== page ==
“Observe, learn and ask questions. Never be afraid to ask- there’s never a stupid question,” she said. “Change doesn’t have to be big. Change starts with one person. A little change goes a long way. Every living person deserves a chance in life,” she added.
Well, this field of work is certainly not for the fainthearted. One must be passionate and sincere to actually be able to sustain in carrying out such tasks and enduring the set of challenges that lie ahead, day in and day out.
Dr. Hartini admitted that there had been times when she felt overwhelmed by the tough situations she had to witness and go through in doing what she does.
However, the fact that she tries to motivate herself every single day helps keep her going. With quotes like, “Know thyself. Nothing in excess”, “Seize the day”, “Dream big”, “Every child matters” and “One day at a time”, does wonders to boost her spirits up.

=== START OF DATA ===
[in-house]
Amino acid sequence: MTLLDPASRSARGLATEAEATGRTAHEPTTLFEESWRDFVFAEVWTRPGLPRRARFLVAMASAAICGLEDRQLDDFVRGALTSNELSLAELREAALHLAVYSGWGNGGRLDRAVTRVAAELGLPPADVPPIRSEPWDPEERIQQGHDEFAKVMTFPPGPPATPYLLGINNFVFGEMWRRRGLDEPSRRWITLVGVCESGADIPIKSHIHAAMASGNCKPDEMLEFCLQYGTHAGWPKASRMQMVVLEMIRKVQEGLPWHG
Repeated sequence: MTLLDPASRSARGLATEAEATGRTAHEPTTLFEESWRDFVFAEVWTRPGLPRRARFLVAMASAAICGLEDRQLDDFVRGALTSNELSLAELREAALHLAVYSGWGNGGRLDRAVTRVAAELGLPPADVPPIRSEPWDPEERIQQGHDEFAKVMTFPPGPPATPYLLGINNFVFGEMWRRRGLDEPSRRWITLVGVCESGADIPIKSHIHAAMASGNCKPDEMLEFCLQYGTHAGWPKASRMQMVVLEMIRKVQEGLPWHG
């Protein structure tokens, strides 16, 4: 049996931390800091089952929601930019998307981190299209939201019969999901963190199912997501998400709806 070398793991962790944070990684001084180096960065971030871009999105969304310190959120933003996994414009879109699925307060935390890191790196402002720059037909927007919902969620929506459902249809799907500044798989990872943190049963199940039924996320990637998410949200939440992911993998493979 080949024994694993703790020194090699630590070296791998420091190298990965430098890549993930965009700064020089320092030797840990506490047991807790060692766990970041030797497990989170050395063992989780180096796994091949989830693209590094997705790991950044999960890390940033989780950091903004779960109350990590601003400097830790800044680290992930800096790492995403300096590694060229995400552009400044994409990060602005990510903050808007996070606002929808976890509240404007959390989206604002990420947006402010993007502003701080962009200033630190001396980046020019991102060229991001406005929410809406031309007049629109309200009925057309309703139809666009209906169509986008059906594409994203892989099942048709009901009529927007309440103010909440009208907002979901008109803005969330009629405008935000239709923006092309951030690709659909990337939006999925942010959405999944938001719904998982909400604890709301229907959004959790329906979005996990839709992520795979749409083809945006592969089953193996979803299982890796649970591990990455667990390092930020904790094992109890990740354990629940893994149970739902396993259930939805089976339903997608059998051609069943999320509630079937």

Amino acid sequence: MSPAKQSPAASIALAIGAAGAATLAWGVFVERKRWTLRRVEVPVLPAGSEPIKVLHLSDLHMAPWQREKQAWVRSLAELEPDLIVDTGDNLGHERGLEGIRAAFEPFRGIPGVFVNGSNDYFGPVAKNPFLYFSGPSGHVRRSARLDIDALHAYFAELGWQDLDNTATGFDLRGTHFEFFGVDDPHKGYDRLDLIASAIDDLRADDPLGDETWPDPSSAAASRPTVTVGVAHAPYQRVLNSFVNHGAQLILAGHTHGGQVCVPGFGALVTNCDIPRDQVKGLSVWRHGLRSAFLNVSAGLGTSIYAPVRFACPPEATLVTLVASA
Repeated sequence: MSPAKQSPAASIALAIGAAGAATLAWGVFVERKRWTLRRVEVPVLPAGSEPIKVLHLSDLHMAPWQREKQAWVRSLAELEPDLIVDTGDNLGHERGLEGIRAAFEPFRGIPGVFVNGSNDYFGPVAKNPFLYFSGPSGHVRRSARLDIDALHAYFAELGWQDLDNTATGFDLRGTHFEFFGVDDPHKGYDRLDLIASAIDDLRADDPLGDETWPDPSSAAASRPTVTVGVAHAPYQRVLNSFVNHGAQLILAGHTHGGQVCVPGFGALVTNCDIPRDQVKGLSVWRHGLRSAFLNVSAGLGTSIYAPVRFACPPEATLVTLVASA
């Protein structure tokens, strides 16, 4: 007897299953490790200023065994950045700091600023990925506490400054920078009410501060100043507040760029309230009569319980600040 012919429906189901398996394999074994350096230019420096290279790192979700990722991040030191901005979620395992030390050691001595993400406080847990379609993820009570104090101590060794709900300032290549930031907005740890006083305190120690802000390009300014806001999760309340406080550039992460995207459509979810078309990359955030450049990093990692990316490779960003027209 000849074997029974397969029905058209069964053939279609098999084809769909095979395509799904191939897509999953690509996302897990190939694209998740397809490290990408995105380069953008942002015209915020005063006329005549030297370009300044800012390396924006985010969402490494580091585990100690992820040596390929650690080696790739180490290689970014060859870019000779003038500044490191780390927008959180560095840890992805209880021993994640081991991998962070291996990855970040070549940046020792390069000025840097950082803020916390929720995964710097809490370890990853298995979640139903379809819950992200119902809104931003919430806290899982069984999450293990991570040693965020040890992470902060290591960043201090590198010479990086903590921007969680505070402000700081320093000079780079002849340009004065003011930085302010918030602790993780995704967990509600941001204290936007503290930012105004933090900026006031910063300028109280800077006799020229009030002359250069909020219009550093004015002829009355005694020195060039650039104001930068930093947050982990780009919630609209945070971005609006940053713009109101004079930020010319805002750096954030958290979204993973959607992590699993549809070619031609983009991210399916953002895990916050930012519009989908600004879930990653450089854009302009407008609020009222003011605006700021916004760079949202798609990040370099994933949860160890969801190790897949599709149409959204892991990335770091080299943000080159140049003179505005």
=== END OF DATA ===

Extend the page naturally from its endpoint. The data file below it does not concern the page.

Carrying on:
“I have a thing for clichés and sayings,” she said. But don’t we all?
There are certainly many memorable experiences throughout her involvement in this line. The children and the cases mean a lot to Dr. Hartini. At the time of the interview, she told us, “Like today, we reunited a baby with her mother. Today was memorable. Police were great. Every week, there’s something memorable. I can’t pick just one moment bad or good”.
On how we can nurture and instill good values in the little ones, Dr. Hartini said: “Practice, practice, practice good values. I like to start with smiling at myself in the mirror every morning! I think we need to be kind to ourselves first”.
She also acknowledged the act of volunteering as a good way to start. If you’re interested to follow in the footsteps of Dr. Hartini, volunteering is where you should begin.
She was 18 when she first got involved in the volunteerism scene. She has not looked back since, she told us.
Kindness is indeed beautiful. Let us all do our part in whatever way possible to make the world a better place for each other. For more information about Yayasan Chow Kit and how you can contribute, please visit their website